# Math Help - Integral Question using Fundamental Theorem of Calculus

1. ## Integral Question using Fundamental Theorem of Calculus

Hi everyone,

I am working on this question for calculus, but I am a bit confused by the y's in the range of the integral.

Here is the question, which asks you to find p'(y).

I am a bit confused as to what to do next, would subbing 9y for x be all I need to do for this question? (Fundamental theorem of calculus part 1)

Thanks a lot.

2. Just plug the "y's" in like they were numbers and your answer will be a function. Here's an example:

$\int_{2y}^{3y}2xdx=(x^2)|_{2y}^{3y}=(3y)^2-(2y)^2$

3. Hi again,

VonNemo19, wouldn't that be the method for finding the area (definite integral)? I think the question was asking for the derivative of the original function.

4. No, the question is asking you to take the integral with respect to x. So, pretend like you don't see the limits of integration (the y's) and find the integral. Then substitute the y's in.

BTW the fundamental theorem states that $\int_a^bf'(x)dx=f(b)-f(a)$.

Another example... $\int_x^{x^2}(y+y^2)dy=\left(\frac{y^2}{2}+\frac{y^ 3}{3}\right)\Big|_x^{x^2}=\left[\frac{(X^2)^2}{2}+\frac{(X^2)^3}{3}\right]-\left[\frac{(X)^2}{2}+\frac{(X)^3}{3}\right]$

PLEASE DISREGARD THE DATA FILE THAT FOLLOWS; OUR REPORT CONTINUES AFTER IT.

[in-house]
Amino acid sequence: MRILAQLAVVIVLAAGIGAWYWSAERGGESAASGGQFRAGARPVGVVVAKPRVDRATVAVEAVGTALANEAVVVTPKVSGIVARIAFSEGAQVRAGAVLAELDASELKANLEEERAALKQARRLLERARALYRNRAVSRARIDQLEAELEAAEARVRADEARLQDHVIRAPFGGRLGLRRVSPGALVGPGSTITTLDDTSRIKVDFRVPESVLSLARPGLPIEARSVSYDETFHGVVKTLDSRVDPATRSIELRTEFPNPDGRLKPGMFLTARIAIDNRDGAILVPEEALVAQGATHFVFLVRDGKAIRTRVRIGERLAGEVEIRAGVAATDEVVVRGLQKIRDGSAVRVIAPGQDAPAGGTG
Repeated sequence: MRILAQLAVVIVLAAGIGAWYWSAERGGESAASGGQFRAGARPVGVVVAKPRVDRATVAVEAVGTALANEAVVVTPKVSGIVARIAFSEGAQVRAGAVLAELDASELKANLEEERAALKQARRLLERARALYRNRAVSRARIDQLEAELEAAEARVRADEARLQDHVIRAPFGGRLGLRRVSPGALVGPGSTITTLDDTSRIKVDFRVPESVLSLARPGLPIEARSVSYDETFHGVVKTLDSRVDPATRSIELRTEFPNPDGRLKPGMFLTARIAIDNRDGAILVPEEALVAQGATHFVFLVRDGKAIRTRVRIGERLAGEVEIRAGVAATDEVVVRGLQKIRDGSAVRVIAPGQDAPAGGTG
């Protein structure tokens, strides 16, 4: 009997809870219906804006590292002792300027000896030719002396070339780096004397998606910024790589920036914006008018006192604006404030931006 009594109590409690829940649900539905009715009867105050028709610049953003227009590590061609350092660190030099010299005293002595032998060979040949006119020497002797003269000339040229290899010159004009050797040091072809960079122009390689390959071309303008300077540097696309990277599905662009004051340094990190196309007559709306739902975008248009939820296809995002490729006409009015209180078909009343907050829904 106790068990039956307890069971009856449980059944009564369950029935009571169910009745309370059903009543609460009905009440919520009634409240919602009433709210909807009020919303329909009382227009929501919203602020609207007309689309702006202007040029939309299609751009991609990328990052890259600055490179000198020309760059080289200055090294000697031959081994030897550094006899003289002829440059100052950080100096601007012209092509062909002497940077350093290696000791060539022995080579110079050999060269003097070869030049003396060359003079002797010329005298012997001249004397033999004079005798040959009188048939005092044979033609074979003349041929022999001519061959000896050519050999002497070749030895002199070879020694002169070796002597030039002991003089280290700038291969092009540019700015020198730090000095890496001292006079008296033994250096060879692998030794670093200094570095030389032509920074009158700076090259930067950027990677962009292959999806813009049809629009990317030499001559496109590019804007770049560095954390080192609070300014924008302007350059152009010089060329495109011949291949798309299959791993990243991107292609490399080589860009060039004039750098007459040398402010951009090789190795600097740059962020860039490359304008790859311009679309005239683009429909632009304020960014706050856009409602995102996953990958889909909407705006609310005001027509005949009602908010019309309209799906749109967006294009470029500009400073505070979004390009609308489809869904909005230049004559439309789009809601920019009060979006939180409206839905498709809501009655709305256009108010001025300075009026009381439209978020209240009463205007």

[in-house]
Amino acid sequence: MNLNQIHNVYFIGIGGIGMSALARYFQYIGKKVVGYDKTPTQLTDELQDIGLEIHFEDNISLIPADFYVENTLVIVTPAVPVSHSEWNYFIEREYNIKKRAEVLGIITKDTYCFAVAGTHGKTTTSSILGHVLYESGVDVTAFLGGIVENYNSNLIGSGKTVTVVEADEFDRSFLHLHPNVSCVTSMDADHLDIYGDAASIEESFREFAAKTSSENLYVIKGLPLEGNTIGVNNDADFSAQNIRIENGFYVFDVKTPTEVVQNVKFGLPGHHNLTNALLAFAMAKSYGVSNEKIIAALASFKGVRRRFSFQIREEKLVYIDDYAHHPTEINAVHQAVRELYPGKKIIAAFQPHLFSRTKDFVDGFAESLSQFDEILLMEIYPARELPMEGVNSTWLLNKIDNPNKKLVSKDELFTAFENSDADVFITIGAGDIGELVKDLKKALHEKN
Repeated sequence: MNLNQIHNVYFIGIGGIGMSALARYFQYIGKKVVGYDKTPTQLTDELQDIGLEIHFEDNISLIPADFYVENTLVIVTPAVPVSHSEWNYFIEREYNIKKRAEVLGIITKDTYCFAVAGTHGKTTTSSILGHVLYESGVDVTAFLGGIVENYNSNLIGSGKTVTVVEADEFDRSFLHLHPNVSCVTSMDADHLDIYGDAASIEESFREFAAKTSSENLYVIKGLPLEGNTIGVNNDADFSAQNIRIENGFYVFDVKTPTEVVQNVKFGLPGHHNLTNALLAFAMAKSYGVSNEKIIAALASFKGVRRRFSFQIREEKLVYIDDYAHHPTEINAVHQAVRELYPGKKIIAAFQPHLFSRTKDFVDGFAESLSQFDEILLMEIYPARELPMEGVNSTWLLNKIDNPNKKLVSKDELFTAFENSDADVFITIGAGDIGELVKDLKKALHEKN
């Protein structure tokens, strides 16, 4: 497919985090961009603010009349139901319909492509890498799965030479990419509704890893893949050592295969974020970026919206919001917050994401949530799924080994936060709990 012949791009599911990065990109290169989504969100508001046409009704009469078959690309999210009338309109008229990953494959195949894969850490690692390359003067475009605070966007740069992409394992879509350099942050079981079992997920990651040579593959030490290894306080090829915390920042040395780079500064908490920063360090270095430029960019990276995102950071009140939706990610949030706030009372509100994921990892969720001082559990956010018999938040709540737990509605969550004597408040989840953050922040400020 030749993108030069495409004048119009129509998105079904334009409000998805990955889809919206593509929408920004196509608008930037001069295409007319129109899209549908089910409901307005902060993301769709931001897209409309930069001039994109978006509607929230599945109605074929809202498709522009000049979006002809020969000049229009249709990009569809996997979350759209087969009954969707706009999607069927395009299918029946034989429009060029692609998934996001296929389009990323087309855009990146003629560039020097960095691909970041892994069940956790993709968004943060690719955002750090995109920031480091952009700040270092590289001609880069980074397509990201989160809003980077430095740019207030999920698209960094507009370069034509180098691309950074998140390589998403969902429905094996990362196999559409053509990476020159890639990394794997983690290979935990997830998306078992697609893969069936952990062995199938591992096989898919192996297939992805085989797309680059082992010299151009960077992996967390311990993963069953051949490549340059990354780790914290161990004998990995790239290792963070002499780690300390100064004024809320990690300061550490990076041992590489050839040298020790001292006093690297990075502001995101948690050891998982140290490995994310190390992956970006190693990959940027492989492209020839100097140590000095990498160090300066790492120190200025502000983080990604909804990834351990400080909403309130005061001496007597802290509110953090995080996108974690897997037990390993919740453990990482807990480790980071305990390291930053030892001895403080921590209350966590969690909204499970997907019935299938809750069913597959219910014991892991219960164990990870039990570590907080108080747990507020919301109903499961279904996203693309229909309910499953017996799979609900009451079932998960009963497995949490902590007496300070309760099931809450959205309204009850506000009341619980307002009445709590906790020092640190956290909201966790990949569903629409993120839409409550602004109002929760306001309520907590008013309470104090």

5. Oooppps. Did you just now put that apostrophe in there? p' is very different than p.

p' is simply...the integrand
I coulda swore there was no apostrophe there earlier

6. Example.

$f(x)=\int_y^22xdx=x^2\Big|_y^2=2^2-y^2$

Now, $f'(y)=-2y$

7. Oh, okay thanks!

8. Here is a simple example to show how to do it.

If $p(y) =\displaystyle \int_{8y}^{9y} {(x^2 + 3x - 1)dx}$ then $p'(y) = \left[ {9\left( {(9y)^2 + 3\left( {9y} \right) - 1} \right)} \right] - \left[ {8\left( {(8y)^2 + 3\left( {8y} \right) - 1} \right)} \right]$

Here it idea: if $p(y) =\displaystyle \int_{f(y)}^{g(y)} {h(x)dx}$ then $p'(y) = \left[ {h(g(x))g'(x)} \right] - \left[ {h(f(x))f'(x)} \right]
$

9. Dude, I'm really sorry. I messed up like 6 times on this problem. I need to learn how to read better.